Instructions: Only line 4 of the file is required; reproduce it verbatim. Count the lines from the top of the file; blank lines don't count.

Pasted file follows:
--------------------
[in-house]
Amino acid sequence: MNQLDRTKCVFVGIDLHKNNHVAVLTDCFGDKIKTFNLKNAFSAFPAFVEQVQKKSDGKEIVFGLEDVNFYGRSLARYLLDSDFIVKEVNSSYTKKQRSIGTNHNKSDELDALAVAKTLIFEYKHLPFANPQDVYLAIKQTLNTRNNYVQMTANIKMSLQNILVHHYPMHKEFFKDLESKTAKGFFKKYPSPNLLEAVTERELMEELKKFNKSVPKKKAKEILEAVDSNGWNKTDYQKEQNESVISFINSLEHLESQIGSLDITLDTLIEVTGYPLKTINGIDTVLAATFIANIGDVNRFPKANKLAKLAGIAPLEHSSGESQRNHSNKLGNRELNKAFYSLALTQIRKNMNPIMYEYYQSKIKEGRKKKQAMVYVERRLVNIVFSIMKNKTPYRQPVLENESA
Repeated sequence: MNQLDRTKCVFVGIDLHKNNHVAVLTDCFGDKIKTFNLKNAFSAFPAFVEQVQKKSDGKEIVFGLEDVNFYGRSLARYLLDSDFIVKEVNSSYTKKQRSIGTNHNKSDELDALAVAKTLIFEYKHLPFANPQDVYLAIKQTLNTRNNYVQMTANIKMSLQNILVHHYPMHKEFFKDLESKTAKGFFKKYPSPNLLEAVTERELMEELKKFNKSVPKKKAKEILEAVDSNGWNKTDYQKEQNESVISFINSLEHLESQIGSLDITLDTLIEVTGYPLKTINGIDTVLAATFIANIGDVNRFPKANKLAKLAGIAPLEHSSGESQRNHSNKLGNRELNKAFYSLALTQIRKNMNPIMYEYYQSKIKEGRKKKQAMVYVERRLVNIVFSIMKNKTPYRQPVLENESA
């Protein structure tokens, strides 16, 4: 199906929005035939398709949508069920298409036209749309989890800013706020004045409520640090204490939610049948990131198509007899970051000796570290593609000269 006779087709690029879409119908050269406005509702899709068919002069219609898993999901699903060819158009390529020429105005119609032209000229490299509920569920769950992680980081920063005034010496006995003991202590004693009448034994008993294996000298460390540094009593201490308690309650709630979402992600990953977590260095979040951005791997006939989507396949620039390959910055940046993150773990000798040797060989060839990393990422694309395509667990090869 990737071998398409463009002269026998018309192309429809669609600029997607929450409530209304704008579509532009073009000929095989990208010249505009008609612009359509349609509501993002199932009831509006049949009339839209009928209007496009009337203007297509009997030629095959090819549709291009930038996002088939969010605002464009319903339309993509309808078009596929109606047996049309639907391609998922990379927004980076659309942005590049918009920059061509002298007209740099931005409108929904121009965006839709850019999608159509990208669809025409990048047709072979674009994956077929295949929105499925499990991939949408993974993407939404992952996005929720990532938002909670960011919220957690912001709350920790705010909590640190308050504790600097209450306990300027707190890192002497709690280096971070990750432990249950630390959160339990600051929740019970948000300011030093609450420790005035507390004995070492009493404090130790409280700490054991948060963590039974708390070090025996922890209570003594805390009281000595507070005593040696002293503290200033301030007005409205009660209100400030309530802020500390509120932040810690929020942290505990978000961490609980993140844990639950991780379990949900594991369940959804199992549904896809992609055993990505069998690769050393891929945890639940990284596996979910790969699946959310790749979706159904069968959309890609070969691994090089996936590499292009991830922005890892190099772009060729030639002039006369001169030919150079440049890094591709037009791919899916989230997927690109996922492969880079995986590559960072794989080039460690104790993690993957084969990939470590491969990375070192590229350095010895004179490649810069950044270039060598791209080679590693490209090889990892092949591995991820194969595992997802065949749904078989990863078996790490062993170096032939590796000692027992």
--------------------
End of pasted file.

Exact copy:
């Protein structure tokens, strides 16, 4: 199906929005035939398709949508069920298409036209749309989890800013706020004045409520640090204490939610049948990131198509007899970051000796570290593609000269 006779087709690029879409119908050269406005509702899709068919002069219609898993999901699903060819158009390529020429105005119609032209000229490299509920569920769950992680980081920063005034010496006995003991202590004693009448034994008993294996000298460390540094009593201490308690309650709630979402992600990953977590260095979040951005791997006939989507396949620039390959910055940046993150773990000798040797060989060839990393990422694309395509667990090869 990737071998398409463009002269026998018309192309429809669609600029997607929450409530209304704008579509532009073009000929095989990208010249505009008609612009359509349609509501993002199932009831509006049949009339839209009928209007496009009337203007297509009997030629095959090819549709291009930038996002088939969010605002464009319903339309993509309808078009596929109606047996049309639907391609998922990379927004980076659309942005590049918009920059061509002298007209740099931005409108929904121009965006839709850019999608159509990208669809025409990048047709072979674009994956077929295949929105499925499990991939949408993974993407939404992952996005929720990532938002909670960011919220957690912001709350920790705010909590640190308050504790600097209450306990300027707190890192002497709690280096971070990750432990249950630390959160339990600051929740019970948000300011030093609450420790005035507390004995070492009493404090130790409280700490054991948060963590039974708390070090025996922890209570003594805390009281000595507070005593040696002293503290200033301030007005409205009660209100400030309530802020500390509120932040810690929020942290505990978000961490609980993140844990639950991780379990949900594991369940959804199992549904896809992609055993990505069998690769050393891929945890639940990284596996979910790969699946959310790749979706159904069968959309890609070969691994090089996936590499292009991830922005890892190099772009060729030639002039006369001169030919150079440049890094591709037009791919899916989230997927690109996922492969880079995986590559960072794989080039460690104790993690993957084969990939470590491969990375070192590229350095010895004179490649810069950044270039060598791209080679590693490209090889990892092949591995991820194969595992997802065949749904078989990863078996790490062993170096032939590796000692027992």